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Lead Image © yewkeo, 123RF.com

Five graphical database front ends

Knowledge – Managed

Article from ADMIN 52/2019
By
Skillfully formulated SQL statements are not everyone's favorite pastime. But graphical front ends can help manage data, so even newcomers will benefit from complex data collections.

Whereas data records are typically quite manageable and simply structured, the search queries needed to manage them are quite different. Anyone who has ever formulated SQL queries manually will be familiar with this phenomenon. Management systems can help users access existing databases, but they differ considerably in terms of their options and functionality.

For smaller companies, several free software solutions make using and managing even complex databases easier. To ensure a database application's efficiency, as well as acceptance among non-IT employees, the decisive factor is how easily it can be operated in front ends. Above all, this includes how easily users can create queries that give them quick access to the data.

In this article, I look at several free front ends: Base [1], Glom [2], Kexi [3], MySQL Workbench [4], and Valentina Studio [5]. In particular, I examine how well the software helps end users create databases and queries.

Base

Base [1] is the integrated database system in LibreOffice [6] and OpenOffice [7]. It is not uncommon for Base to end up automatically on your drive when you install these office suites. If not, you can usually install manually from the package sources.

When you start Base, a wizard prompts you to select whether you want to create a new database file or load an existing one. The wizard also gives you access to external databases on request. The wizard supports a variety of servers, including Adabas, MySQL, and Oracle's JDBC, as well as veterans like dBase, which dates back to the good old days of DOS.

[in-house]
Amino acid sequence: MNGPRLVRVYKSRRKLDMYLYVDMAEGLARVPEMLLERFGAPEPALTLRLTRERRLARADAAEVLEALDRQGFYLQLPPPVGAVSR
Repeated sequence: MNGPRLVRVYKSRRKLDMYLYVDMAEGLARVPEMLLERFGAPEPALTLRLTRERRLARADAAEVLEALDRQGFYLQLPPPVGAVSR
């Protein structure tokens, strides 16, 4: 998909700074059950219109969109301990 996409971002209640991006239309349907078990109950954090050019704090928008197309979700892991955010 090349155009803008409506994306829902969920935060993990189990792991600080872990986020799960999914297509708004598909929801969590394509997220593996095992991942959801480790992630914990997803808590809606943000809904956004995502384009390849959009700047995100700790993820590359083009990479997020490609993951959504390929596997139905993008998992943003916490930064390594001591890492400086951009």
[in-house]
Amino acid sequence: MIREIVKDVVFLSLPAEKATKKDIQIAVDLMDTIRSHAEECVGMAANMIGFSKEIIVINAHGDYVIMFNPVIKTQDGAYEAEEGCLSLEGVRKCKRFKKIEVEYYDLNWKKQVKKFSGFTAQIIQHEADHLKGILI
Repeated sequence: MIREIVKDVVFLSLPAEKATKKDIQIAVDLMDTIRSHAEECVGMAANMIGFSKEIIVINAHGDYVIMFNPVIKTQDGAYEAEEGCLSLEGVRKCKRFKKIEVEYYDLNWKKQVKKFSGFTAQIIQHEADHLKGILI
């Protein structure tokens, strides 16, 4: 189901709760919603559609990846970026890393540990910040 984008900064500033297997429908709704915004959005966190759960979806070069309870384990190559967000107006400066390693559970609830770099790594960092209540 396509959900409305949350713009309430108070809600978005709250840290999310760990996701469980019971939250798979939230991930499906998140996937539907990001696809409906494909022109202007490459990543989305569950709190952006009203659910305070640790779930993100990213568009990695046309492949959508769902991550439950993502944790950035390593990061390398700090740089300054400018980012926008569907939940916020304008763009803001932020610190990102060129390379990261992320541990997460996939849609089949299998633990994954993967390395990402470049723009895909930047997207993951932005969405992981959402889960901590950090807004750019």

To access these external databases, you might need additional drivers. Look for the appropriate driver packages in the package sources.

The Base main window opens with a pane on the left displaying various options. In four steps, you can transform unstructured data into a database with queries, forms, and reports.

After a click on the Tables button, you first create a database table. It should have a structure with data fields and types. Base again offers help through a wizard (Figure 1), but users can also create tables manually.

Figure 1: Base offers a wizard for creating a database and for other tasks.

You then enter data records in the table and close the table when you are done. There is no need to save, because Base saves records immediately after input. The table name then appears at bottom center in the main window. Double-clicking on the table name opens the table view again.

To create a query, click on the second button, Queries , on the left in the main Base window. The options on the right let you use a wizard or a DIY approach to create the queries.

If you opt for the DIY approach, Base displays a pop-up window in which you first select the database. The database fields then appear in a list view at the top of the query window.

Double-click the data fields to select the ones you need. The values appear at the bottom of the table. Press the Run Query button to retrieve the data records and visualize them in a newly opened window segment below the buttonbar.

A click on the Design View On/Off button displays the corresponding SQL command. The fields can be edited, so you can adapt the SQL command to suit your needs before updating the records by pressing the Run Query button.

If you only want to apply certain selection criteria to the database, enter the criteria in the Criterion row of the table view.

Caution is advised if you want to use OR or AND. If you use these links in the SQL view and then switch to the Design View, Base unnecessarily duplicates the parameters in the criteria line. On switching back to the SQL command view, the program automatically inserts additional duplicates of the link commands, which quickly makes the SQL command code unclear.